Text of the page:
for W3c validation
Its no secret that innovation in enterprise IT is following innovation in the consumer space. And its not just about the demand for better enterprise IT created by employees with first-hand knowledge of what a great user experience looks like – the fundamentals of IT are being disrupted from the outside thanks to companies like Amazon (an online bookstore equally famous for its cloud servers) and Facebook (one of the world’s largest social network, also famous for the way it’s software engineers push new code live to its servers).
But if we look at the state of intranets in 2014, there are still many that have changed very little in the last decade other than perhaps receiving a few upgrades here and there to keep up with Web browser standards and visual design trends. However, this is slowly changing with more and more organisations jumping ahead to take advantage of the opportunities being created by mobile, social and cloud computing (I won’t list all the examples here, but the case studies are there if you look).
Despite this progress, this is not the end of the journey.
I am now thinking about what the next generation of intranets and digital workplaces will look like in the future.
To the roster of disruptive technologies we can add ubiquitous computing, in the form of wearables, gesture based computing and the “Internet of Things“. For example, our team was recently in Canberra as supporters of the +INSPIRE Centre’s first Google Glass meetup in Australia. Google Glass is one of many new ideas beginning a renewed cycle of disruption to how we interact not just with each other but also our relationship with the the places and things we do where we live and work.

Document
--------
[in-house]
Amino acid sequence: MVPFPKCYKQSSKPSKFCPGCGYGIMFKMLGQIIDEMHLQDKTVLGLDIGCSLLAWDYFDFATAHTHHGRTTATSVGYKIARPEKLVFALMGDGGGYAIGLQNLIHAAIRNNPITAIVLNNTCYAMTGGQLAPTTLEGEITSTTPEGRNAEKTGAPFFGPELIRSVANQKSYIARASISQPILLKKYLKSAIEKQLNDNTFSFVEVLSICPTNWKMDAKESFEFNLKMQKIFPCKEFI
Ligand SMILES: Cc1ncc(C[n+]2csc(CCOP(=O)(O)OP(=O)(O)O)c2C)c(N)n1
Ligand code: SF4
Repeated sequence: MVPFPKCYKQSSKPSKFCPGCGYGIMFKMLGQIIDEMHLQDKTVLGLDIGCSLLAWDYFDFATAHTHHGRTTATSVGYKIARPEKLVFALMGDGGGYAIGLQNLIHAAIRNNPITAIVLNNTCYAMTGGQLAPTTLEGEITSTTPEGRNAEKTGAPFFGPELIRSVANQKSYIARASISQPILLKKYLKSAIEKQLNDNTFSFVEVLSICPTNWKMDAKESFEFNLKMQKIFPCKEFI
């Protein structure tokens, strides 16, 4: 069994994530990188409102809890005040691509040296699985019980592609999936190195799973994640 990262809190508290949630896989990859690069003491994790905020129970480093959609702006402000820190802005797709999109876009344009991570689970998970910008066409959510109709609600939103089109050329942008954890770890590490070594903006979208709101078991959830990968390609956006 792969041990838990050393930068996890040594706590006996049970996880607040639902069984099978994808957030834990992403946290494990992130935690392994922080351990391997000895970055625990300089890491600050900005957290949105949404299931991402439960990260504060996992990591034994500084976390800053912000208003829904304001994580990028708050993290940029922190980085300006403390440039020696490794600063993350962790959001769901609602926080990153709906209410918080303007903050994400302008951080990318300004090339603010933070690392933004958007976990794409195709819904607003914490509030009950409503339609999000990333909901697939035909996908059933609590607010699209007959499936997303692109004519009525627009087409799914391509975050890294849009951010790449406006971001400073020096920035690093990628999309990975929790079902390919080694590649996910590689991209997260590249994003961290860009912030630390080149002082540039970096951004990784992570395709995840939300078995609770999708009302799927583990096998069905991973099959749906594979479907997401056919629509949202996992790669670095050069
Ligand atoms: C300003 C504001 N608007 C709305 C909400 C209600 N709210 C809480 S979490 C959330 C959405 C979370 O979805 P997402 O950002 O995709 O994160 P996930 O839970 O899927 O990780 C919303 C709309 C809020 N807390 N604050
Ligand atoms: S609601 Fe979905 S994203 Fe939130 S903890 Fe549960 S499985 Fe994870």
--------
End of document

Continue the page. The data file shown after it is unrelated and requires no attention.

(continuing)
It is also only a small leap from thinking about the role of big data in the general community (“the quantified self”) to its impact on the workplace (“the quantified employee”).
Of course there is every chance that ubiquitous computing and big data inside the enterprise will fail deliver to a user experience that employees want and find useful. Or as Alan Lepofsky joked on Twitter:
“Intranet of Things. Where employees, conference rooms, projectors and coffee makers are connected, helping people get work done.”
To avoid this, I draw inspiration from this great info-graphic created by NESTA in the UK who challenge conventional thinking about “smart cities” and say:
“The ‘smart cities’ agenda is mainly focused on top down technological initiatives (embedded sensors, data integration and analytics). The real smart cities of the future will mobilise human intelligence as well as artificial intelligence, bottom up creativity as well as top down control.”
Our future intranets and digital workplaces should be based on similar principles – loosely connected corporate systems and smarter ways for employees to coordinate and cooperate on how they use corporate resources (people, places and things).